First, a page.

Still another new option:

This is a clever concept. iPods are ubiquitous. Note, though, that a hard drive iPod is a bit more 
fragile than a flash-memory recorder, and heavier with this contraption around it. Still, though, a 
library or charity may be able to solicit donations of old iPods and end up with a cheap solution 

-- Tom Fine

----- Original Message ----- 
From: "Tom Fine" <[log in to unmask]>
To: <[log in to unmask]>
Sent: Monday, January 26, 2009 5:57 PM
Subject: Re: [ARSCLIST] Digital oral history recorders - any recommendations?

> For what it's worth, I've had good audio luck but so-so usability luck with the M-Audio Microtrack 
> II. Finally with the latest firmware, they seem to have solved a problem where it would randomly 
> fail during a recording, lock up and need a complete reboot. This is NOT good for a must-do field 
> recorder. So far, after installing the new firmware and turning DMA off (a new option in the 
> SYSTEM menu), no random failures. But I don't want to say the problem is solved until I've used it 
> plenty. The failure happened with a variety of make and model flash cards, as has been reported by 
> other users. From what I can tell, it may be power-supply based and not memory-card-interaction 
> based, which means turning off DMA may or may not help. For what I used the Microtrack for this is 
> not a problem but I did have it fail once while recording a live web stream and that was very 
> annoying.
> Given the wide variety of choices today, I would say you can probably find something comparably 
> priced that is more bulletproof. Whether it will have the same excellent audio quality is another 
> question. For oral history recording, to replace something pretty bulletproof like a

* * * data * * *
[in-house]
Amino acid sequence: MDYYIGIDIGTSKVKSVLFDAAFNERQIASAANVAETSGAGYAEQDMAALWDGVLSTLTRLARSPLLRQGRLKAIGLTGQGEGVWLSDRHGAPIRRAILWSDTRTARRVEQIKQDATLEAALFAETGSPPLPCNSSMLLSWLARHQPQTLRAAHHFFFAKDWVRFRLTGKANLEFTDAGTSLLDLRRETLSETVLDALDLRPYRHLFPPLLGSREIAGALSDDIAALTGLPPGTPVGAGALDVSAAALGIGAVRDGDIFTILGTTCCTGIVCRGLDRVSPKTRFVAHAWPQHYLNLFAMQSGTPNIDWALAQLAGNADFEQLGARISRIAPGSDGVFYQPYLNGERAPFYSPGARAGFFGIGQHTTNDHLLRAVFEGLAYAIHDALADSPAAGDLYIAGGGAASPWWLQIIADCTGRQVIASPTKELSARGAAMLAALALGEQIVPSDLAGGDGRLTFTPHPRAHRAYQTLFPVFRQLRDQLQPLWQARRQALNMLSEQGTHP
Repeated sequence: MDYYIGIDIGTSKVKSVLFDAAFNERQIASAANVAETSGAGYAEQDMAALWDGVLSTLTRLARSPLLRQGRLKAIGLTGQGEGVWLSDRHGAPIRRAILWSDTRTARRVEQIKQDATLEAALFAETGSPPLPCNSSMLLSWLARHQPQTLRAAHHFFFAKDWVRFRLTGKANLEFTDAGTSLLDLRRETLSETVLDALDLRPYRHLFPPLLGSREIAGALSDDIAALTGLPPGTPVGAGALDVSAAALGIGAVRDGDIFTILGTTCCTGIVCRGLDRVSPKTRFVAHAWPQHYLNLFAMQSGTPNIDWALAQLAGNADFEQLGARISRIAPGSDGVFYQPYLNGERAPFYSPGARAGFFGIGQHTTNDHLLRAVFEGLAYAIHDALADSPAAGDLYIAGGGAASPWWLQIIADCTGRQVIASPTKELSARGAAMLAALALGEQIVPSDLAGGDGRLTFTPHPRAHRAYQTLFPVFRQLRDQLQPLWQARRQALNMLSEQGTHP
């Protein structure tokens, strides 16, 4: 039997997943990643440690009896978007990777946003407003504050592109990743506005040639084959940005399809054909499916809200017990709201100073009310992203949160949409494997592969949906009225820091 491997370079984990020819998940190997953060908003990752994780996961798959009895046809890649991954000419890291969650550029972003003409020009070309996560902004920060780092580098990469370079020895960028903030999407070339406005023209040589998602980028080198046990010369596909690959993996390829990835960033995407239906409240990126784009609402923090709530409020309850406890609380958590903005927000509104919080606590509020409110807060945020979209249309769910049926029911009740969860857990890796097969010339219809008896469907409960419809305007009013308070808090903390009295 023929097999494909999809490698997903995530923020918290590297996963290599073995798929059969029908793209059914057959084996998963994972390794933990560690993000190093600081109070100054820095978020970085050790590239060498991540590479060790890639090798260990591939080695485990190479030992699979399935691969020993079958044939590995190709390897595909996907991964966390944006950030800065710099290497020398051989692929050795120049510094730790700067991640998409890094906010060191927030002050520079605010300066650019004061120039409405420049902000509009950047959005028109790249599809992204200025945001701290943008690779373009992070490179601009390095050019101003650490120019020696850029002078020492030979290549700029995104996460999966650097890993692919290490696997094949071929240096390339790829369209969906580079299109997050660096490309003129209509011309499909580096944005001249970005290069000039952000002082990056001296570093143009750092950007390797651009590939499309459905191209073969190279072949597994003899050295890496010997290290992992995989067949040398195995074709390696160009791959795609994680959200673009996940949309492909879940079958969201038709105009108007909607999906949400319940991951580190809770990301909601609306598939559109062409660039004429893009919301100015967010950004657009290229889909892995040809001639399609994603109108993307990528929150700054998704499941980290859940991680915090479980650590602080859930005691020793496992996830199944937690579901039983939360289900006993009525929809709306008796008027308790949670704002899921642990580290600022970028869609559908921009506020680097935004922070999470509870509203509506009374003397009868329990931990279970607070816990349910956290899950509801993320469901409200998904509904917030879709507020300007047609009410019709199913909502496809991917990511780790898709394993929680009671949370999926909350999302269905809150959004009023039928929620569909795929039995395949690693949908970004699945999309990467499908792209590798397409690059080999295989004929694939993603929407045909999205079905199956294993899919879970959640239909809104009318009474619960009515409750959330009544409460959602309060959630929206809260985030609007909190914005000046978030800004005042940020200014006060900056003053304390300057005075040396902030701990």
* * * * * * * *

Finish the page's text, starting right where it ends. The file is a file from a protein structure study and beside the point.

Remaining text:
> properly-functioning cassette recorder, I would shop for durability above audio, and would favor a 
> proven track record of durability over a new, easier-to-use but unproven device. If you find 
> excellent for both in your price range, you are golden.
> My bottom line, as a person who reluctantly retired his Sony Pressman, digital portable recorders 
> offer vastly superior sound quality and I bet some of the newer models have been engineered for 
> improved reliability. But the Microtrack II is definitely more finicky and failure-prone than any 
> cassette recorder I ever owned. Also, in typical digital-device design MO, the buttons are too 
> damn small and too sensitive to the touch!
> -- Tom Fine
> ----- Original Message ----- 
>> At 11:07 AM 2009-01-26, Schooley, John wrote:
>>>We are looking to apply for a grant in order to purchase some digital
>>>recorders for oral history interviews.  Up until now we have been using
>>>cassettes.  I was curious if any of you have any experience with any
>>>particular models, or any recommendations?  Keep in mind that these
>>>devices will probably be used by a variety of interviewers (historians,
>>>volunteers, etc.), none of them audio engineers, so ease and simplicity
>>>of use is probably the most important factor.